Interviewed by Elizabeth Townsend Gard
Date December 2018
Statement (from her website):
Hand stitching isn’t fast work. It’s a quiet skill that feels tenuous, nearly lost when placed in a contemporary context; it slips away like childhood, like domesticity, like safety beneath the weight of something handmade. I sew because I don’t know what it is to not sew, despite the connotation of “minor art” or “women’s work.” It’s this expectation of what the hand-sewn form is — protective, warm, decorative — so much like the definition of the domestic role, which compels me to heave against it. I take the traditional, beautiful handwork I was taught as a girl, then later as a professional seamstress and couch it within the painful, uncomfortable or frightening. My intent is to create thoughtful, arresting work, reliant on layers of narrative within the pieces themselves and within the history each viewer brings.This is time-based work, using old skills. An act of cutting apart, then piecing oneself back together."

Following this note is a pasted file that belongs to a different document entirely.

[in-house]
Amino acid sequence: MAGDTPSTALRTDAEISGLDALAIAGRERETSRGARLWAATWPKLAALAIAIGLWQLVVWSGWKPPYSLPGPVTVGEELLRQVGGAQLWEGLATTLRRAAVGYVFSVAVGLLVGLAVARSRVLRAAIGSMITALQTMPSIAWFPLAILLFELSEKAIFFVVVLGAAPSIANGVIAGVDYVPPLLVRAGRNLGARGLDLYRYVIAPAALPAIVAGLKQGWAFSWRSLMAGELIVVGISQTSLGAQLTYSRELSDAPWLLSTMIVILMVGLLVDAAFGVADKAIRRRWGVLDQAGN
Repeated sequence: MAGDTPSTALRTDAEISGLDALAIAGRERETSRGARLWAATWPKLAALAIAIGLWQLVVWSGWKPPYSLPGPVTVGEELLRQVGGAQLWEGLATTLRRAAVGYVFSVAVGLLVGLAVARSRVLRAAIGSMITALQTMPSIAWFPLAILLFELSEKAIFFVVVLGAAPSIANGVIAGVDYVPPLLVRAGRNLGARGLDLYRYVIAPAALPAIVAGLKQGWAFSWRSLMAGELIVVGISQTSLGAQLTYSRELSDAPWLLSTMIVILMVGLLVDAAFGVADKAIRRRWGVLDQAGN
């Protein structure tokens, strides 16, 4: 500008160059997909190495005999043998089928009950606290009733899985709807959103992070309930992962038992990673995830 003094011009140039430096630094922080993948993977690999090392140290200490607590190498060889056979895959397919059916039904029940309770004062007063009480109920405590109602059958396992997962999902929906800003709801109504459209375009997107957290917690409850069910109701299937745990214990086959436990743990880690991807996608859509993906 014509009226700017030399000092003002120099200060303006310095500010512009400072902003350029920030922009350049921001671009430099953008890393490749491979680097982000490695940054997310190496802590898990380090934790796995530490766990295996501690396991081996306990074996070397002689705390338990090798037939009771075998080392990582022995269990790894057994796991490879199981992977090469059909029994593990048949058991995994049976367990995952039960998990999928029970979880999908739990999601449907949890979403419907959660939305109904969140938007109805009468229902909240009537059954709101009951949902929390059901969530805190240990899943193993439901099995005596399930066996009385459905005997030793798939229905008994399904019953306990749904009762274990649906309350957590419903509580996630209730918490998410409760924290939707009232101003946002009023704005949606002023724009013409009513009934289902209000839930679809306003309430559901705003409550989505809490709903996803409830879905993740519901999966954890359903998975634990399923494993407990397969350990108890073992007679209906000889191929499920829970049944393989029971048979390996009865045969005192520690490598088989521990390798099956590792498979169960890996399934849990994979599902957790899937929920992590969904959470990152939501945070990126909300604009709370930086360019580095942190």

Lives in Anchorage, Alaska
literal, physical and emotional labor of women
social disregard and erasure of women's handwork
Role of your blog
Photography on your blog
Read her statement
Keeping organized in your studio
How many projects to do work on
How long do they take?
Judy Martin: "time is a material"
Inheritance Project and use of abandoned quilts